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Published byFreddie Mattox Modified about 1 year ago

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GRAPHS OF Secant and Cosecant Functions

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For the graph of y = f(x) = sec x we'll take the reciprocal of the cosine values. x cos x y = sec x x y 1 - 1

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y = f(x) = sec x Choose more values. x cos x y = sec x Since the secant is the reciprocal of the cosine, the cosine graph will help graph the secant graph. x y 1 - 1

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The vertical lines are not part of the graph but are where the secant is undefined (which is where the cosine was 0) Let's look over a few periods at the graph of y =sec x Let's add in the graph of the cosine function so you can see how if you graph it, you can then easily use it to graph the secant.

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For the graph of y = f(x) = csc x we'll take the reciprocals of the sine values. x sin x y = csc x When we graph these rather than plot points after we see this, we'll use the sine graph as a sketching aid and then get the cosecant graph. x y 1 - 1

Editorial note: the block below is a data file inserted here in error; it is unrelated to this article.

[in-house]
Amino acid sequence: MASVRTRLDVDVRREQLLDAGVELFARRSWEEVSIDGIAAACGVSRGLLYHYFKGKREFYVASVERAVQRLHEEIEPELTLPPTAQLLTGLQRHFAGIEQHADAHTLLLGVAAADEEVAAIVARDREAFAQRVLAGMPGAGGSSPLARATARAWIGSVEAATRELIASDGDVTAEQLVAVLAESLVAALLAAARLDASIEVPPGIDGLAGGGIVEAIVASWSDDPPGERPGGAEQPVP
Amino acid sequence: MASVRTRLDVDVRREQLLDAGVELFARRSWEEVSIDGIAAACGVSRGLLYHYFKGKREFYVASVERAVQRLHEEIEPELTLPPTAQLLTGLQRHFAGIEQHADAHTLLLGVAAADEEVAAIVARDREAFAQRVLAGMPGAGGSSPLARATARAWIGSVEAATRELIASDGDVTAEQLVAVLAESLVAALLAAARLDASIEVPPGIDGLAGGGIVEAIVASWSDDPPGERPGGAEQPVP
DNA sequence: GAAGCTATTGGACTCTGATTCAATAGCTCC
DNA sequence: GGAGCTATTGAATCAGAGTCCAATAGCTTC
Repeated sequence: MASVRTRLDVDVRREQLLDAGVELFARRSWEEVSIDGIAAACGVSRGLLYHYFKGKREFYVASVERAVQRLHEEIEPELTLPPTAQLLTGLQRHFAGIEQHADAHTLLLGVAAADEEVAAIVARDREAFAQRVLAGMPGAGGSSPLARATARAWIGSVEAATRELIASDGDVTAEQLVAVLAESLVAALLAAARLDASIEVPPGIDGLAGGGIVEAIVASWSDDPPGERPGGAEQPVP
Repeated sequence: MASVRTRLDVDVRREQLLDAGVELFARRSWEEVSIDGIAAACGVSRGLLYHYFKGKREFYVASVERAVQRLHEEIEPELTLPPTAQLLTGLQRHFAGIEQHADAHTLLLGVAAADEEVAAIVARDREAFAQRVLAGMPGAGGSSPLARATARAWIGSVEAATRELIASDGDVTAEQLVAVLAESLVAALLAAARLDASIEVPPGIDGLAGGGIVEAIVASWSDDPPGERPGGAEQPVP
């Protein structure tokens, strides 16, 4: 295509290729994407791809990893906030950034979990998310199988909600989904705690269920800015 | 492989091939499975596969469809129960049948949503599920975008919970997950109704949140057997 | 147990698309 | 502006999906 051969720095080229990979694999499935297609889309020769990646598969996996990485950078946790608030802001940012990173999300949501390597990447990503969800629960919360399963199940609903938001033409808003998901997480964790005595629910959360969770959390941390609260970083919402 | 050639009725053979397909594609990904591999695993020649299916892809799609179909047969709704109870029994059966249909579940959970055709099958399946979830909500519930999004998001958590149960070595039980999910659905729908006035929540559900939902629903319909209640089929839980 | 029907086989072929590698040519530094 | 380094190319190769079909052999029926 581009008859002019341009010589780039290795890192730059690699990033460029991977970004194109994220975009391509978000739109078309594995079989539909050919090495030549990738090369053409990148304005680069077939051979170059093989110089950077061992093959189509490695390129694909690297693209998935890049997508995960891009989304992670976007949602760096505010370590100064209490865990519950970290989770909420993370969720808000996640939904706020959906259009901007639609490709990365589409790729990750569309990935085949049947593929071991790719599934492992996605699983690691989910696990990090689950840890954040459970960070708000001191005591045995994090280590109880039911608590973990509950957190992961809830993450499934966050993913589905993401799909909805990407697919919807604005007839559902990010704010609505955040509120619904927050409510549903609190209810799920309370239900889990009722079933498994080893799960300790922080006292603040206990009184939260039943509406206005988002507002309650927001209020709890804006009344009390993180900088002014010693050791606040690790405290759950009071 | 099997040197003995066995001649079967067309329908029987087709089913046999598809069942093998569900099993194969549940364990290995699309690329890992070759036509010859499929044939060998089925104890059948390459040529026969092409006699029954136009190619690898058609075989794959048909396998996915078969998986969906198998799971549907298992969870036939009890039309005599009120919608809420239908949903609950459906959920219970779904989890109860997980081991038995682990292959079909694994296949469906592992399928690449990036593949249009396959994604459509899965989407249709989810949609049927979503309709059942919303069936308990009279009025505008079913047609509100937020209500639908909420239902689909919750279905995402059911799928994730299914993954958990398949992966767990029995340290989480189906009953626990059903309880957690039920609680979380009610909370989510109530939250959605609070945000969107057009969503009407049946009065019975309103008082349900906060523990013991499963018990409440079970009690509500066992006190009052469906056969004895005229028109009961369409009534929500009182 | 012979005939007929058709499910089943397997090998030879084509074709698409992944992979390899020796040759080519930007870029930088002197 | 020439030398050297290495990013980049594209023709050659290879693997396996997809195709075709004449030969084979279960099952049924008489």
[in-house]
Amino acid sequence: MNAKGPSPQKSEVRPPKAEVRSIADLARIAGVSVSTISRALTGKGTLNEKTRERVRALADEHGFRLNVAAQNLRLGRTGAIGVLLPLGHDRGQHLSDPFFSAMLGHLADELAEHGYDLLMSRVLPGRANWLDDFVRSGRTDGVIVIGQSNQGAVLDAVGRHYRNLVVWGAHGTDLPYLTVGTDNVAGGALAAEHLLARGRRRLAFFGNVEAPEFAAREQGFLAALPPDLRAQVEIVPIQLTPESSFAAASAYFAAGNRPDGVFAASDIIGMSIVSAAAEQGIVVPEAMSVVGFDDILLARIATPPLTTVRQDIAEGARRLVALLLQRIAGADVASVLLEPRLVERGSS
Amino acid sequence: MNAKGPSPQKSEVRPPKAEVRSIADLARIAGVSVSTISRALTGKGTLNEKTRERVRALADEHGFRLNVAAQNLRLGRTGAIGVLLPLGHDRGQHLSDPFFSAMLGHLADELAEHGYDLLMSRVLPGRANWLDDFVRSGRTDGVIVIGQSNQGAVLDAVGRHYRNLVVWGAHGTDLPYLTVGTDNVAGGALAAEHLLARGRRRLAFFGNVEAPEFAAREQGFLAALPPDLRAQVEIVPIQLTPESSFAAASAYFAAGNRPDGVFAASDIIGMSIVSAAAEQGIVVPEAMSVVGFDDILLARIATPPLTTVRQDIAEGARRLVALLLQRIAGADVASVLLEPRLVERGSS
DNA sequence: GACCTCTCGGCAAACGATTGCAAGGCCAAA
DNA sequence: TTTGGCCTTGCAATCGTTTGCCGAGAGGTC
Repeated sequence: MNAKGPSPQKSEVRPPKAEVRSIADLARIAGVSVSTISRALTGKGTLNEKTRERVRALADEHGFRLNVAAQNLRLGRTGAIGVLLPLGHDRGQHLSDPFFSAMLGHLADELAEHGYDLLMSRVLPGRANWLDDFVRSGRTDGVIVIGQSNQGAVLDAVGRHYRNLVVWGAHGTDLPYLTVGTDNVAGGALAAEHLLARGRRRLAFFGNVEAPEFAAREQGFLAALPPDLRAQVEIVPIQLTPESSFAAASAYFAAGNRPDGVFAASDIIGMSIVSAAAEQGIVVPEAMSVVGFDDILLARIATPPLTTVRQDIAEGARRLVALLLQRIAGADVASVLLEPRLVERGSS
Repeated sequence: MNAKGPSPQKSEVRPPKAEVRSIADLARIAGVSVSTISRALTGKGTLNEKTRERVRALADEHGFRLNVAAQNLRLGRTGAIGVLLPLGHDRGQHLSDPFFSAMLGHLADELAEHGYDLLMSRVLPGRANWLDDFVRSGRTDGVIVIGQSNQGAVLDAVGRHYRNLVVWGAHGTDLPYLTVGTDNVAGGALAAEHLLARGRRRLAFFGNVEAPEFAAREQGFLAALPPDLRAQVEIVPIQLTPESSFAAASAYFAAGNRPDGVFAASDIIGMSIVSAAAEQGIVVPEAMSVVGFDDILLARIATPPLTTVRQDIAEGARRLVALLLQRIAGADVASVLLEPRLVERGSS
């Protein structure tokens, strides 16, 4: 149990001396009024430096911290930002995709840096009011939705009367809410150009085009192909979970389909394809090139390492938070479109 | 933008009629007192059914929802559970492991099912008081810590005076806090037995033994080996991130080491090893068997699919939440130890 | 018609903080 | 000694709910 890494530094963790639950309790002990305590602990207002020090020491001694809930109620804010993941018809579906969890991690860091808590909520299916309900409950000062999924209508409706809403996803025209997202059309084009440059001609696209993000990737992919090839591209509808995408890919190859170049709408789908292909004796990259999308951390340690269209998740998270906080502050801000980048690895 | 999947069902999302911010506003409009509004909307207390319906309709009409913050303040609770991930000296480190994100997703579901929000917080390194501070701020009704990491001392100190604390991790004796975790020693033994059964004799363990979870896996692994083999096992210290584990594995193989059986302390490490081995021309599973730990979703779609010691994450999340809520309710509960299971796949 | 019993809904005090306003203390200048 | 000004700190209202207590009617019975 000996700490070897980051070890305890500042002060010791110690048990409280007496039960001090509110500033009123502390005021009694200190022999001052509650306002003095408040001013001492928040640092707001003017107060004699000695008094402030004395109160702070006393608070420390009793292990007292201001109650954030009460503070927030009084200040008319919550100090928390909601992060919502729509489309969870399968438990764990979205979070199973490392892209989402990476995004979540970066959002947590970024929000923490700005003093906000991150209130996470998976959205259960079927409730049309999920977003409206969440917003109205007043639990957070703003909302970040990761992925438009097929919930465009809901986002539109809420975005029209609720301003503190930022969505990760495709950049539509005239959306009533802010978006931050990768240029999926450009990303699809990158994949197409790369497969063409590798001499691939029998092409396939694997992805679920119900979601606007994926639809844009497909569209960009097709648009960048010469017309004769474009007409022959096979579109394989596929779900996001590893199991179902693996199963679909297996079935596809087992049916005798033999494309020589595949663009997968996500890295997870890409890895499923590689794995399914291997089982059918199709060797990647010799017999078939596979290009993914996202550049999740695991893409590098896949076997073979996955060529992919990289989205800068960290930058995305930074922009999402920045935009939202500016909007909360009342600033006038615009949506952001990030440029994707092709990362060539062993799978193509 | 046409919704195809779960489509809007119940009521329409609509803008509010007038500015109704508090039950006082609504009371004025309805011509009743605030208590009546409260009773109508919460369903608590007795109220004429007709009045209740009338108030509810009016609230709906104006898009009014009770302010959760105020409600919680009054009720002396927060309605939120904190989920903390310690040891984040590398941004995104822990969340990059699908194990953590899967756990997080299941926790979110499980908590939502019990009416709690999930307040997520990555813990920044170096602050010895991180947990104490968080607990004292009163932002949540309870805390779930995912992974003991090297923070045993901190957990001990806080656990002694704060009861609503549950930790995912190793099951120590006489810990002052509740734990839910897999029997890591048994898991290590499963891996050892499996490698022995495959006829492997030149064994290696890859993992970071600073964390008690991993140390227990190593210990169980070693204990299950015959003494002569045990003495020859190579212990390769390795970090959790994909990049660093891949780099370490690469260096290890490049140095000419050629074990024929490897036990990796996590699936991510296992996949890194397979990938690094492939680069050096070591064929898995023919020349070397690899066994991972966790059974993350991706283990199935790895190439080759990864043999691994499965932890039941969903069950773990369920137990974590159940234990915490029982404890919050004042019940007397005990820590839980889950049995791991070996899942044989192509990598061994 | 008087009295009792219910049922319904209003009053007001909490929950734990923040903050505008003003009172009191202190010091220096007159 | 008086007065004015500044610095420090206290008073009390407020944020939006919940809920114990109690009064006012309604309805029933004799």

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y = f(x) = csc x choose more values x sin x y = csc x We'll use the sine graph as the sketching aid. x y When the sine is 0 the cosecant will have an asymptote.

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Again the vertical lines are not part of the graph but are where the cosecant is undefined (which is where the sine was 0 so taking the reciprocal, these values are not in the domain of the cosecant function. Let's add in the graph of the sine function so you can see how if you graph it, you can then easily use it to graph the cosecant. Let's look over a few periods at the graph of y = csc x

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We’ll use the reciprocal function as our sketching aid so first we’ll graph Amplitude? Period? Phase Shift? 1 2 /1 2 /4 Start with basic cosine graphChange amplitude to 2No change in period Everything to the right /4 Now use this to graph secant, the reciprocal function. Everywhere there is an x intercept for cosine there will be an asymptote and everywhere there is a max or min will be the turning point for the secant function. Let’s remove all of the sketching aids now and have a look at the secant graph.

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